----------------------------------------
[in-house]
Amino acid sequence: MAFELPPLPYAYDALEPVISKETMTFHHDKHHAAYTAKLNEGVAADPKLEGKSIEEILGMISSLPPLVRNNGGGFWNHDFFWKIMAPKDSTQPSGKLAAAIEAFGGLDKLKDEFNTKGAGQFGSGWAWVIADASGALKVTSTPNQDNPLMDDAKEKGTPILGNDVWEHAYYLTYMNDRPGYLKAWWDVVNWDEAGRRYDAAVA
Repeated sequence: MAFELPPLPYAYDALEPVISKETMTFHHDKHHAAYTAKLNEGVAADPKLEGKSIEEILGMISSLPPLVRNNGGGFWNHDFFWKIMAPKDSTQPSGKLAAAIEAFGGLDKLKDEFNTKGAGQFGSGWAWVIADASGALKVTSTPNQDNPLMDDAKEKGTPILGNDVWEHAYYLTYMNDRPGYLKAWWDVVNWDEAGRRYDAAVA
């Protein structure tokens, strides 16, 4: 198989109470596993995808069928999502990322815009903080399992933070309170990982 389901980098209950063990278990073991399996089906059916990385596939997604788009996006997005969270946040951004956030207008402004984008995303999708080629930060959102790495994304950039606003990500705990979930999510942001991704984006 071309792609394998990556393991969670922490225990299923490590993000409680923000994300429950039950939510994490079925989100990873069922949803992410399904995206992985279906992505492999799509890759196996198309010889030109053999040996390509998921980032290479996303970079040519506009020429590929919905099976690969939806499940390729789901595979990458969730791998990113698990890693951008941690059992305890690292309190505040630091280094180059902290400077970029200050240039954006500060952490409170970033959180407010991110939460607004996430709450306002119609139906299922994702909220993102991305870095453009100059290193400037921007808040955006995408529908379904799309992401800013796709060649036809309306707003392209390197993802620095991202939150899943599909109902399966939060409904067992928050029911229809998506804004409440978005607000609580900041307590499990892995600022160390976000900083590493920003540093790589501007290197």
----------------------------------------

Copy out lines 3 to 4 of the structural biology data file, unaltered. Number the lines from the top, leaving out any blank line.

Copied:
Repeated sequence: MAFELPPLPYAYDALEPVISKETMTFHHDKHHAAYTAKLNEGVAADPKLEGKSIEEILGMISSLPPLVRNNGGGFWNHDFFWKIMAPKDSTQPSGKLAAAIEAFGGLDKLKDEFNTKGAGQFGSGWAWVIADASGALKVTSTPNQDNPLMDDAKEKGTPILGNDVWEHAYYLTYMNDRPGYLKAWWDVVNWDEAGRRYDAAVA
């Protein structure tokens, strides 16, 4: 198989109470596993995808069928999502990322815009903080399992933070309170990982 389901980098209950063990278990073991399996089906059916990385596939997604788009996006997005969270946040951004956030207008402004984008995303999708080629930060959102790495994304950039606003990500705990979930999510942001991704984006 071309792609394998990556393991969670922490225990299923490590993000409680923000994300429950039950939510994490079925989100990873069922949803992410399904995206992985279906992505492999799509890759196996198309010889030109053999040996390509998921980032290479996303970079040519506009020429590929919905099976690969939806499940390729789901595979990458969730791998990113698990890693951008941690059992305890690292309190505040630091280094180059902290400077970029200050240039954006500060952490409170970033959180407010991110939460607004996430709450306002119609139906299922994702909220993102991305870095453009100059290193400037921007808040955006995408529908379904799309992401800013796709060649036809309306707003392209390197993802620095991202939150899943599909109902399966939060409904067992928050029911229809998506804004409440978005607000609580900041307590499990892995600022160390976000900083590493920003540093790589501007290197």